Benefits of the Deadlift - King of the Mass Builders
What is the Deadlift?
Basically, the deadlift is picking up a weighted barbell from the ground, by bending over, grabbing and holding the bar, and lifting up until the bar is at your hips and you are standing up straight. It is called the deadlift because the initial concentric movement starts from a dead-stop, on the ground. There is no rebound momentum at the bottom of the movement like there can be for the squat. There are many variations but we will go over the conventional barbell deadlift here:
- Step up to a weighted barbell with your feet at about shoulder width apart or slightly closer. The general recommendation is to space your feet as if you were going to perform a broad jump. Aim to have the bar over the middle of your feet.
- Bend over and grab the bar. Space your hands so that your arms will be just outside of your knees.
- Drop your hips and bend your knees until your shins are nearly touching the bar. Keep the lower back straight or slightly arched. Lift your chest. Keep your head up.
- Inhale deeply and contract the legs, abdominals and lower back.
- Pull off of the ground, keeping the lower back rigid. Start the movement by visualizing pushing your legs through the floor. Simultaneously straighten your legs while leaning back to a standing position. Keep the bar close (or touching) the shins and legs while performing the lift.
- At the top of the movement lockout your hips and contract your glutes.
Ideally, consult with an experienced trainer or lifter to teach you proper form. Begin with lighter weights and slowly progress until you are comfortable with the movement. Workout with a partner or videotape yourself to ensure you are not rounding your back. Taller individuals may find the Sumo Deadlift (wider stance, with hands positioned inside of the knees) more suitable to their frames.
For a more in-depth description of deadlift execution, check out the video below:
Posterior Chain Development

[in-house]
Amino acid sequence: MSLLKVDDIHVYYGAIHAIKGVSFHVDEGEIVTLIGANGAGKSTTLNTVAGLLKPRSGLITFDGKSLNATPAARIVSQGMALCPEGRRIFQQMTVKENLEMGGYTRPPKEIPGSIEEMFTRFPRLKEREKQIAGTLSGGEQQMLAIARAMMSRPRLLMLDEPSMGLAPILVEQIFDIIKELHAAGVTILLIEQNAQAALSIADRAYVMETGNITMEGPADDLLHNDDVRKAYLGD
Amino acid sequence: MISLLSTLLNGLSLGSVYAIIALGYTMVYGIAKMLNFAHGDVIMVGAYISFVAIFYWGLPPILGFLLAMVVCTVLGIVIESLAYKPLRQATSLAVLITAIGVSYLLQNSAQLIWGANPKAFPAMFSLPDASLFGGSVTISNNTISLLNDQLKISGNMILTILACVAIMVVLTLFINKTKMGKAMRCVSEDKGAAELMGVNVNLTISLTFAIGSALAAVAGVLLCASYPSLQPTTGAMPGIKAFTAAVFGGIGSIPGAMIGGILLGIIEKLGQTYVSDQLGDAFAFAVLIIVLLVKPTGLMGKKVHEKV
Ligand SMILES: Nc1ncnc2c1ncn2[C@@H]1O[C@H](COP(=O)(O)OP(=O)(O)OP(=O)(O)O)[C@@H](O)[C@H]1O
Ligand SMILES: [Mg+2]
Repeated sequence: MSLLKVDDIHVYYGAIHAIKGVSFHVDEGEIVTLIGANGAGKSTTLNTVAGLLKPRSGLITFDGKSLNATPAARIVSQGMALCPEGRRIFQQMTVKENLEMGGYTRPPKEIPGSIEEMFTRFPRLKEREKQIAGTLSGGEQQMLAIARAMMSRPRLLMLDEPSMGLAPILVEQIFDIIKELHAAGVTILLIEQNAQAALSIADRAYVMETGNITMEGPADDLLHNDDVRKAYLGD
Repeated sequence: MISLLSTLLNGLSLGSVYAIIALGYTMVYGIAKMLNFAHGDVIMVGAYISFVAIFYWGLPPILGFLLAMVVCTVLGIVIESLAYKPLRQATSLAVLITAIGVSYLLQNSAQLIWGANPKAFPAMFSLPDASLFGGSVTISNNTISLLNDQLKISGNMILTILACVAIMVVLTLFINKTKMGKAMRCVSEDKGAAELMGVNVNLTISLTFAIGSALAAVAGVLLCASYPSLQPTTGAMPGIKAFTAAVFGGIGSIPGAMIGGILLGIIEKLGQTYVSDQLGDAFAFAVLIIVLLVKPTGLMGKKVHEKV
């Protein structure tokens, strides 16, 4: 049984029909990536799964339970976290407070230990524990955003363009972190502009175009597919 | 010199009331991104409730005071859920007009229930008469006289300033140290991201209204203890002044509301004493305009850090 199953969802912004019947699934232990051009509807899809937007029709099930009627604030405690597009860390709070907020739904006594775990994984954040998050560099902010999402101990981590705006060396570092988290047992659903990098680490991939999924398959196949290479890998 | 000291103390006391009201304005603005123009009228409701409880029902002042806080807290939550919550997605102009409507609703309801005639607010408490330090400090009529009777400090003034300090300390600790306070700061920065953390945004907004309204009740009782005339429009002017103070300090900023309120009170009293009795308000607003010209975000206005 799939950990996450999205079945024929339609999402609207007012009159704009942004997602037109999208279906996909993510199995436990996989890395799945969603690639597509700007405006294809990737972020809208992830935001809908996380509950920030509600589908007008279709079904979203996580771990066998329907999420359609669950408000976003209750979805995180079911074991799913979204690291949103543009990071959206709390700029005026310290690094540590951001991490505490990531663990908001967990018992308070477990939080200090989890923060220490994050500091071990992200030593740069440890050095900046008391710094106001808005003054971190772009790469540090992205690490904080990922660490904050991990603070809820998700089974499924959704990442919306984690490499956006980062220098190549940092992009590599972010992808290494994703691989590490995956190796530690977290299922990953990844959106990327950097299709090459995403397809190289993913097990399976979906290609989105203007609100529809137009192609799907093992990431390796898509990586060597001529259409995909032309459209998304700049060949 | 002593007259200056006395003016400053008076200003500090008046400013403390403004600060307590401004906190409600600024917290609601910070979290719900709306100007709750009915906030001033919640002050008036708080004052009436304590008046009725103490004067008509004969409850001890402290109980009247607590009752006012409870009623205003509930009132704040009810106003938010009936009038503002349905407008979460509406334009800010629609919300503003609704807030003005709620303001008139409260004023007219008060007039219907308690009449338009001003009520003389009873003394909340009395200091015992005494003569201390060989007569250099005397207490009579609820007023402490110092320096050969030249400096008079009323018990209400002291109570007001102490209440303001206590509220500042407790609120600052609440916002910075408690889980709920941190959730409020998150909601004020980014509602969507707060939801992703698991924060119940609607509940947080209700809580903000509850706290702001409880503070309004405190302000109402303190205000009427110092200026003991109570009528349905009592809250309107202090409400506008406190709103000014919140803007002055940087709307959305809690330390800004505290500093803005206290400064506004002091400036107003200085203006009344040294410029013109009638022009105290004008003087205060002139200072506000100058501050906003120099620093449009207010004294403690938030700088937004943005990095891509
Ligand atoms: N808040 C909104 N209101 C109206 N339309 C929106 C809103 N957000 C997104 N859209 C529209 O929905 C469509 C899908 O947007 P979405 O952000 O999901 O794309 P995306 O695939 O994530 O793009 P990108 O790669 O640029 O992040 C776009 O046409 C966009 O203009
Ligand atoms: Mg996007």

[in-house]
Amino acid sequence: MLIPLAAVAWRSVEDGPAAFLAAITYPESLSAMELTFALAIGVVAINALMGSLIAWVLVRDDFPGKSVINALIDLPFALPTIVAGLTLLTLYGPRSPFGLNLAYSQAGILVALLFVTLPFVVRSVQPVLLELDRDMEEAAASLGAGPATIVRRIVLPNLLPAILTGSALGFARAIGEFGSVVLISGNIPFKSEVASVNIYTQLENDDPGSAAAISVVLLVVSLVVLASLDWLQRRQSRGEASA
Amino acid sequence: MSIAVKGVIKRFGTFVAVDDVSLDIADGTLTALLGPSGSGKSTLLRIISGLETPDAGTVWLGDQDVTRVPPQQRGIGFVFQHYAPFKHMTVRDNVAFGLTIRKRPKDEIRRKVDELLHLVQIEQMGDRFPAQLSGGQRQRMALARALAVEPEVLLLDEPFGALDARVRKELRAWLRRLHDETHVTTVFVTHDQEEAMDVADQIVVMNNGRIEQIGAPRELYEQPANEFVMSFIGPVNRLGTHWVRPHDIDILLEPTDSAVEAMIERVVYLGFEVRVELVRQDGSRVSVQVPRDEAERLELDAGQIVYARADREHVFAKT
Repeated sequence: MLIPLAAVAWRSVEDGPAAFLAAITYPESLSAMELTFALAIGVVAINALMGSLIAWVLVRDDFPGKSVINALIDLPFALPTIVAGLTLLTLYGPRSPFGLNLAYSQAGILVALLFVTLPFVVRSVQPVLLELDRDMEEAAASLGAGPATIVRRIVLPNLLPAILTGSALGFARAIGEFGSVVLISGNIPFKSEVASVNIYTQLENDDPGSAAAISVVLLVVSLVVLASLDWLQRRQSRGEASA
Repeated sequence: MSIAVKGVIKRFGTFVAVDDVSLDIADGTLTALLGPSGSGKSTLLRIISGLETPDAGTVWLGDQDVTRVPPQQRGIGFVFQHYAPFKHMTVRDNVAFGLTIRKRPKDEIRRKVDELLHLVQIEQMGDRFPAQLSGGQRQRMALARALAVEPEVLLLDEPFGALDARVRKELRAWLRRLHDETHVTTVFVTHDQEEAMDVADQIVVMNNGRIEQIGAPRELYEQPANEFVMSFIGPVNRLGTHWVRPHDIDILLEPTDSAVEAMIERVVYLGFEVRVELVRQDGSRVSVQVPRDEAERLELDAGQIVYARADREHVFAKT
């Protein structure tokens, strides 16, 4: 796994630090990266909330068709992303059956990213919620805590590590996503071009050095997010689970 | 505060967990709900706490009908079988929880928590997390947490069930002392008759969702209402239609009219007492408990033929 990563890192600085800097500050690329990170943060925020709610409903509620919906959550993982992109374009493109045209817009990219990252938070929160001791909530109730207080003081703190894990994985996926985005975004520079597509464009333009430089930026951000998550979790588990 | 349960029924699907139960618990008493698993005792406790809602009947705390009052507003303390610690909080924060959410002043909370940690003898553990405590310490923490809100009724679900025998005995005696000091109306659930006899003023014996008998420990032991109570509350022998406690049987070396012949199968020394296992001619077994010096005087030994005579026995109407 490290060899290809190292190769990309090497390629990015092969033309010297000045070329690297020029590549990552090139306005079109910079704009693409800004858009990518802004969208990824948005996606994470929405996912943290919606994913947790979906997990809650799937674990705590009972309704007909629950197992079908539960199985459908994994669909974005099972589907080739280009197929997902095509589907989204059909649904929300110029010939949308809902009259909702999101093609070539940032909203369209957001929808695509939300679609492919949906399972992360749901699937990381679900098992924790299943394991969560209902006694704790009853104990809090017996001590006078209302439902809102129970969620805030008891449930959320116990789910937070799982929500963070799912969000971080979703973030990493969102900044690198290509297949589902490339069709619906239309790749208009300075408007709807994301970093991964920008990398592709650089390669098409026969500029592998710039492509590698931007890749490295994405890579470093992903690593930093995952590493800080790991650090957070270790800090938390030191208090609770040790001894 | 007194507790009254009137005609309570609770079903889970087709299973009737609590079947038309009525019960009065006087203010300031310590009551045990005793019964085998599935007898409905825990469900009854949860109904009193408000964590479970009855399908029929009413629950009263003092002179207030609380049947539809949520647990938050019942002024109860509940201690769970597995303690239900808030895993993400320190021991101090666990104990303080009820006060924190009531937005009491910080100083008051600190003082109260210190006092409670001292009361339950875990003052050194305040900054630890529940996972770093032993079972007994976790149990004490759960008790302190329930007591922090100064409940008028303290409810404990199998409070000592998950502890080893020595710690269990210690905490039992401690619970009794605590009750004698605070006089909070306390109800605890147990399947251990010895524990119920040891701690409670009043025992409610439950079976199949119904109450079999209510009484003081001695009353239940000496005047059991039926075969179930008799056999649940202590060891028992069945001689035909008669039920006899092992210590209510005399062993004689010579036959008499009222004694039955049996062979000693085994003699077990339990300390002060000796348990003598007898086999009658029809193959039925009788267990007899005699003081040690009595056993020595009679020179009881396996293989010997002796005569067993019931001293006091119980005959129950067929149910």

The deadlift is one of the most effective exercises for building the Posterior Chain. The posterior chain includes the back, glutes, hamstrings and calves. By contrast the Anterior Chain includes the muscles on the front of the body, including the chest, abdominals and quadriceps. Because the muscles of the anterior chain are visible in the mirror, they are usually more developed than the posterior chain. This results in an imbalance that can result in bad posture, back problems, and even injury. Also, a strong posterior chain fosters improved athletic performance including increased running speed, higher jumps and more explosive power. Moreover, developing the muscles of the posterior chain will result in glutes and hamstrings that are shapelier and more toned. So throw away the Buns of Steel video and start doing deads!
The deadlift is a compound movement that involves every major muscle group of the body. It is clear that the legs and lower back of the posterior chain are the primary movers. However, in order to maintain spinal rigidity, strong abdominals and upper back muscles are also needed. Holding the bar (especially at heavier weights) requires a strong grip which consequently builds the muscles of the forearm and even the upper arms to some extent. It is also nearly impossible not to flex the chest, shoulders and neck while pulling substantial weight.
Compound movements like the deadlift and squat stimulate the most hormones and growth factors. So, in addition to direct muscular stimulation, compound movements spur growth through hormonal pathways. This will result in full-body muscular growth, including the back and arms!
The deadlift is a true measure of strength. It is one of powerlifting’s “Big Three”, which includes the bench press, squat and deadlift. Out of these three, the deadlift is the best at measuring full-body strength. It is also the least affected by assistive equipment. A bench shirt can literally add hundreds of pounds to a bench press, and the same can be said for a squat suit. But there is no piece of equipment or clothing that can give you a similar kind of advantage to the deadlift. Sure, straps can help, but only so much. At higher weights grip strength is rarely the limiting factor. You can either lift it or not. So, if you can say, “I can deadlift 500 pounds,” there is no need to clarify if it was raw or assisted. It is clear… that you are one strong human being.
The deadlift is the one of the best exercises for full-body muscular development and it is arguably the best indicator of overall strength. It improves athletic performance, balances the body’s musculature, and tones the muscles of the glutes and hamstrings. It is a mainstay in the strength and conditioning programs of professional athletes, bodybuilders and physique competitors. It is not complicated and it does not require a lot of fancy equipment—just a barbell, some plates and a lot of hard work.